East Side Social Club: Wheeeeere’s Frankie?
What else would you expect from the team behind the West Village’s Employees Only but an atmospheric retro-fitted booze house complete with a Prohibition-era theme, artisan cocktail selection, on-trend menu, and an in-the-know crowd?
The East Side Social Club is meant, in their own words, as a ‘private Italian-American club – open to the public’, and that’s exactly how it seems. Every last detail from the slightly askew black-and-white cluster family photographs, ‘history’ as a family-run establishment and the mafioso-type maitre’d down to the basement-level location and ridiculously dim lighting breathes old-school private club catered to card-carrying clients. Of course, all of this is completely fabricated. Dreamt up by restauranteur Billy Gilroy, the ESSC opened at the end of 2009 and accepts reservations on Opentable – not exactly the marks of an established members-only club.
The basement space in Sutton Place is part-bar part-restaurant. The front room features an imposing rounded bar with formally-dressed bartenders, an impressive liquor selection, and a spattering of checkered-tablecloth tables for those seeking nibbles along with the beautifully-constructed cocktails made famous by Employees Only. Entering the back room (the restaurant) is like stepping back in time to when Frank Sinatra crooned and La Cosa Nostra ran this town. Large rounded burgundy-leather boothes line the walls while spacious tables cluster in the center of the room, all with plush scarlet carpeting under foot. Straight out of Little Italy red-and-white checkered tablecloths cover every table and meticulously-curated design touches bring you out of Midtown East and into a cozy lair of flappers, lounge lizards, and big Italian families. If you’ve had a few of the potent cocktails, you could even imagine seeing Frank himself, hazy through a cloud of smoke, in the back booth.
In such a spot, the only reasonable food to serve would be Italian home cookin’ – you know, the stuff out of your Sicilian grandmother’s kitchen? And that is exactly what the ESSC’s kitchen works to offer. The menu offers favorites like meatballs, prosciutto & melon, fried calamari, ravioli, grilled swordfish, veal chop, and of course such sweet treats as cannolis, affogato, and panna cotta; there’s even Grandma’s special recipe for Bucatini, a soul-satisfying savory and salty mix of sausage, cheese and creamy tomato sauce over thick strings of Bucatini pasta.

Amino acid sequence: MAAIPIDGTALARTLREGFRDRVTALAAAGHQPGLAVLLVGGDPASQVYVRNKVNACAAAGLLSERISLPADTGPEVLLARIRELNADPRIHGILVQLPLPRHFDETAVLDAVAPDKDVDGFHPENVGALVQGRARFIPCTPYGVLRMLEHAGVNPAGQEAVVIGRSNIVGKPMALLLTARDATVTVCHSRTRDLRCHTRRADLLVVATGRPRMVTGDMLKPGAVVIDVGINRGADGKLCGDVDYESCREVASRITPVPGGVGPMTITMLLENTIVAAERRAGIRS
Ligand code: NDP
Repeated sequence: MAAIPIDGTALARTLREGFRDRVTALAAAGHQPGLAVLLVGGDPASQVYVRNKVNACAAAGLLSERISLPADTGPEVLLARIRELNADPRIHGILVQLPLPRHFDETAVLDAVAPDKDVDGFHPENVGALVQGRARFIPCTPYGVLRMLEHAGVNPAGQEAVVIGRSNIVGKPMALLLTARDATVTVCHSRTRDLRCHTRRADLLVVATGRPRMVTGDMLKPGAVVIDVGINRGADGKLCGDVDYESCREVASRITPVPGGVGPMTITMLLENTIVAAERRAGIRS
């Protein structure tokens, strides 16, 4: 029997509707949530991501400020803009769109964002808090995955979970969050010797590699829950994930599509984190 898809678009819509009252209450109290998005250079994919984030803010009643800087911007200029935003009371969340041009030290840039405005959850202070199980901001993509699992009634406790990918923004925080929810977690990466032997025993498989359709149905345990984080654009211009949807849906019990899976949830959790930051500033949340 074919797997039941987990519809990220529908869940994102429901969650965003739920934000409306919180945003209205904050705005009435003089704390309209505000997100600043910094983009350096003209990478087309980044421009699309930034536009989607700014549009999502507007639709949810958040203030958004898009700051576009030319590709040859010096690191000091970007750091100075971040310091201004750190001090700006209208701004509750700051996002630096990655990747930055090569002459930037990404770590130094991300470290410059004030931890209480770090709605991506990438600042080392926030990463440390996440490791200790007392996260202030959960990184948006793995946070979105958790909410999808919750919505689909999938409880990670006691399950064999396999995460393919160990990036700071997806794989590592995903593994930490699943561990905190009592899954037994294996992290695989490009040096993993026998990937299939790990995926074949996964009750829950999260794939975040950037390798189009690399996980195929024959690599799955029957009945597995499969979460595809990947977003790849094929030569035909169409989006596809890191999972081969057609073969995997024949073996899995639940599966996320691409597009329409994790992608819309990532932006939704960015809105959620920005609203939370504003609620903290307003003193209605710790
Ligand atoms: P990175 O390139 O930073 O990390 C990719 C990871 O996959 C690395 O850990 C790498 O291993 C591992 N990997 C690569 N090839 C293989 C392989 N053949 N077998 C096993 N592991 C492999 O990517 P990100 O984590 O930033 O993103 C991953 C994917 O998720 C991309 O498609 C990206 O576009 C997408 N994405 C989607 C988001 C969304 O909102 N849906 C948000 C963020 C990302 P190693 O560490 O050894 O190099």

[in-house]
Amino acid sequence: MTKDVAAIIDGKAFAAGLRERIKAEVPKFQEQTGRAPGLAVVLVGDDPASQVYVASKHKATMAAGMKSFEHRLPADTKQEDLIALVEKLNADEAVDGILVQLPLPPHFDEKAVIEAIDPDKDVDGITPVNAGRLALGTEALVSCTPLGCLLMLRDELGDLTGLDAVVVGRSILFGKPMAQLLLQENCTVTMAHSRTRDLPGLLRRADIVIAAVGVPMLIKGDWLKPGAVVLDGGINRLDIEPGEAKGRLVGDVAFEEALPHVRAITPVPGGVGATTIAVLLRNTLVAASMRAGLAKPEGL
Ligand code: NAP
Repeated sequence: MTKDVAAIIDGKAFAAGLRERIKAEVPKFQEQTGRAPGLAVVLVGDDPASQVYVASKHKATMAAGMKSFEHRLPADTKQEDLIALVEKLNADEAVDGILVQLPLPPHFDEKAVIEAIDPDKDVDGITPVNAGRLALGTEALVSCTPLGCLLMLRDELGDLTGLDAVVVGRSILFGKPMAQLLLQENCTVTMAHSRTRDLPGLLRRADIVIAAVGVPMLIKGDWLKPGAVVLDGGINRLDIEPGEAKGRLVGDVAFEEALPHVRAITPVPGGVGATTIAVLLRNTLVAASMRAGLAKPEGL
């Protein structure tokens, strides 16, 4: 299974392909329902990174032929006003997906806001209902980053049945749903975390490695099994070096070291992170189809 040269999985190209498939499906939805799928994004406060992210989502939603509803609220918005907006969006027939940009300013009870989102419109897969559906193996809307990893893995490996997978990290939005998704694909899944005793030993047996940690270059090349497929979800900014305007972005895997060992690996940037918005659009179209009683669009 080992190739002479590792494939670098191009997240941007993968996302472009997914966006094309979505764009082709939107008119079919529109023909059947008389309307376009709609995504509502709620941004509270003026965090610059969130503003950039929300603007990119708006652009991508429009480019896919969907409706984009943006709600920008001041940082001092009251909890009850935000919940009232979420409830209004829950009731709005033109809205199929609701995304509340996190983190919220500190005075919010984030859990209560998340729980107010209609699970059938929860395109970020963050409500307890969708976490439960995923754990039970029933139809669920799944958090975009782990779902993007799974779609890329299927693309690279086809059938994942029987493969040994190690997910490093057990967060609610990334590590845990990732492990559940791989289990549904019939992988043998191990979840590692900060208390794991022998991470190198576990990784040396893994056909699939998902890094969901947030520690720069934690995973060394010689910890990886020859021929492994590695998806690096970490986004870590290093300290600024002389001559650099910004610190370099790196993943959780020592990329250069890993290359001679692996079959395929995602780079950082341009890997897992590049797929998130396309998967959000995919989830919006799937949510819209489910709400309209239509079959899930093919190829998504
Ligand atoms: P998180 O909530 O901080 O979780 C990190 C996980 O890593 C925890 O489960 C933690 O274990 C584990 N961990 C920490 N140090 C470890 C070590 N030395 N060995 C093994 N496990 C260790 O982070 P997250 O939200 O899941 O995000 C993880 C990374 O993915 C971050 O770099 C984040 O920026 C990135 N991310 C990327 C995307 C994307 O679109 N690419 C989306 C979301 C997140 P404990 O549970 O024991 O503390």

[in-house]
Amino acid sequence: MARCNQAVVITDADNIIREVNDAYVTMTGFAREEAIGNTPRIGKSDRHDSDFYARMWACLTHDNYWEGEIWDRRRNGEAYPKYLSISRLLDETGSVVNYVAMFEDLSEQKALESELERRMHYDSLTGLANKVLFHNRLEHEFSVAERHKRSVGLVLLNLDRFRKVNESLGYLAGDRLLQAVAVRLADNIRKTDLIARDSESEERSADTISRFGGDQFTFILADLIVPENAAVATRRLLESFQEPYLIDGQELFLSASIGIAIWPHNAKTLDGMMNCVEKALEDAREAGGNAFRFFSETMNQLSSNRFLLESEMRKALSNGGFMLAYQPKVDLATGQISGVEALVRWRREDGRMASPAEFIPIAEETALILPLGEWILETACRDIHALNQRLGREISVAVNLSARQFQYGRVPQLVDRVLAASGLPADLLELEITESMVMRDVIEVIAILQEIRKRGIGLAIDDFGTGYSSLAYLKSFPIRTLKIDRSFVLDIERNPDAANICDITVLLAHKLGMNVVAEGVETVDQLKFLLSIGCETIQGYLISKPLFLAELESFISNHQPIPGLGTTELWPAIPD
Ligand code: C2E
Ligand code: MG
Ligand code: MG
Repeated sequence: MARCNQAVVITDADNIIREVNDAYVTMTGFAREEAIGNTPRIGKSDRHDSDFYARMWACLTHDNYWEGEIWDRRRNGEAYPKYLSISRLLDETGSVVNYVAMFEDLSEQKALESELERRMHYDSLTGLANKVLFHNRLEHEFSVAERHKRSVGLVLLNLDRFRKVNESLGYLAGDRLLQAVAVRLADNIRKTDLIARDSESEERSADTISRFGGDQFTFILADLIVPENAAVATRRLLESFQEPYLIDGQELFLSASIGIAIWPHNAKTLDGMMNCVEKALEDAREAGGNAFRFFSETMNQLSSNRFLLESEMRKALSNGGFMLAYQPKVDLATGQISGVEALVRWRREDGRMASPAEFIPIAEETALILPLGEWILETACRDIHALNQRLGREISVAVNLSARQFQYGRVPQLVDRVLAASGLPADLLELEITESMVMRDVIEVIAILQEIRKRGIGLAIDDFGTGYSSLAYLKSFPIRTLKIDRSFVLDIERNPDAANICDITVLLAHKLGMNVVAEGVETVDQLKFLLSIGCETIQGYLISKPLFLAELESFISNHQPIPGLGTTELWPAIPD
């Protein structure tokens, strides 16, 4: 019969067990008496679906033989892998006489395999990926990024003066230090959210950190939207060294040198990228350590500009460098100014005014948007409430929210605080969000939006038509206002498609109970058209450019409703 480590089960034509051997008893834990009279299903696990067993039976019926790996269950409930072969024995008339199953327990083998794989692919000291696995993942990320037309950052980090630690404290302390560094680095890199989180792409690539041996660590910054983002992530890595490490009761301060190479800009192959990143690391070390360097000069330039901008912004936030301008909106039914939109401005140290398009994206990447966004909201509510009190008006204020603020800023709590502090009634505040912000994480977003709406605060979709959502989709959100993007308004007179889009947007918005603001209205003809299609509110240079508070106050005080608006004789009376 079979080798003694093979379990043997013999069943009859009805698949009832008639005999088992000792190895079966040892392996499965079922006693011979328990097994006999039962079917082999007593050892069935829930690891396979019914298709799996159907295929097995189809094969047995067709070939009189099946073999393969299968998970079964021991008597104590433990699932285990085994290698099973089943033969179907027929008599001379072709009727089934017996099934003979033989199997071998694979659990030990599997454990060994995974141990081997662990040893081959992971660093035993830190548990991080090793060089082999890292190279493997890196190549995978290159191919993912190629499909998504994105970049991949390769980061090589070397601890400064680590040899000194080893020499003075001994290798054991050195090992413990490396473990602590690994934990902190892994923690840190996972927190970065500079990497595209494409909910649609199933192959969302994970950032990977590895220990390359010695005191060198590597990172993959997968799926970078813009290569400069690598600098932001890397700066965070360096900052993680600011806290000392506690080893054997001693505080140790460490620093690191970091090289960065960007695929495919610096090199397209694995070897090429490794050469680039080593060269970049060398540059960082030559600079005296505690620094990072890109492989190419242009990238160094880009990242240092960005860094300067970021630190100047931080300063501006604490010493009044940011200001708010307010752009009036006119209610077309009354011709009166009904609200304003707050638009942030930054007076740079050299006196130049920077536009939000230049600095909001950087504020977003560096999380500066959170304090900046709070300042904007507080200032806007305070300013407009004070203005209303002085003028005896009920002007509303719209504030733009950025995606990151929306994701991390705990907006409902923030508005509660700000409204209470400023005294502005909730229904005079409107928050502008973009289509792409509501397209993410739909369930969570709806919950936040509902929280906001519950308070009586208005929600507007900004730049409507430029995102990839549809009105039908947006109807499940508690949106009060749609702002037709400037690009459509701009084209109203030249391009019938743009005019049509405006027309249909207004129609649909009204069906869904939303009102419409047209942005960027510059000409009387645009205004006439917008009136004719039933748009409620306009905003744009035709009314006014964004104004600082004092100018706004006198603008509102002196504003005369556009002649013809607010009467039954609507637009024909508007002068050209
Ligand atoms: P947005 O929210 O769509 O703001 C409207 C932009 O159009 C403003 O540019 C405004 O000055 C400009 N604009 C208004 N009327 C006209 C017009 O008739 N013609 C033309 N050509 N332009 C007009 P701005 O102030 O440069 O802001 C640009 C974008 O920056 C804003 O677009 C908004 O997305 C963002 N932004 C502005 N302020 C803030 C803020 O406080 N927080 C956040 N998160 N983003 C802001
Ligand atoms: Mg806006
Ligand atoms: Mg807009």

The meatballs were huge flavorful rounds of salty textural beef, absolutely slathered in chunky vibrant red tomato sauce; they were perhaps not as tasty as Andrew Carmellini’s version, but a crowd-pleaser nonetheless. The stuffed eggplant was unfortunately not so crowd-pleasing with wimply slivers of eggplant meagerly stuffed with diced peppers, shaved pecorino and a light balsamic; with a name like stuffed eggplant, you’d think they’d want to overstuff hefty eggplant pieces with something tasty, right? Not the case.
While the meatballs satisfied, the mezzi rigatoni wowed with a heart-warming and immensely flavorful lamb ragu, english peas, mint leaves, and sheep’s milk yogurt; it was delicious and exactly the type of pasta you want from a restaurant advertising family-style ‘home-cooking’ -it reminded me of cozy family dinners at home in front of the blazing fireplace. The Candele Lunghe pasta was an entirely different animal – a zesty and surprising blend of salad and pasta with guancielle, ramps, pecorino, and citrus flavors all covered in a blanket of arugula. A lighter option on this generally heavy menu, it was unusual and a welcome break from the prevous gutbusting offerings.
All in all, the food is good. It’s not great, it’s not bad, and it has its moments of brilliance. If you’re looking for top-notch Italian, there are other options in the city that will provide better food. The East Side Social Club’s draw goes beyond food – it has an addictively charming atmosphere attractive not only to families and those of slower and more elegant generations but also to Manhattan’s hip young things chasing the Prohibition-era trend, businessmen looking for a sophisticated and traditional lunch or dinner spot, and the after-work drinks crowd. My only gripe with Gilroy’s new venture is the bizarre service that suits a casual brunch spot like The Smith instead of a full-service Italian ‘club’; our waiter was either stupid tired or completely drugged-out, sighing awkwardly through his long lingering monologues, drooping against the side of our banquette, disappearing for long vacant periods of time, and leaning forward over our table (and into my bubble of personal space) while reciting desserts. Take a shower, dude.
Perfect for: a hideaway date spot, big family dinner with chatter and laughter, fancy drinks, ladies night out, deal-closing dinner blowouts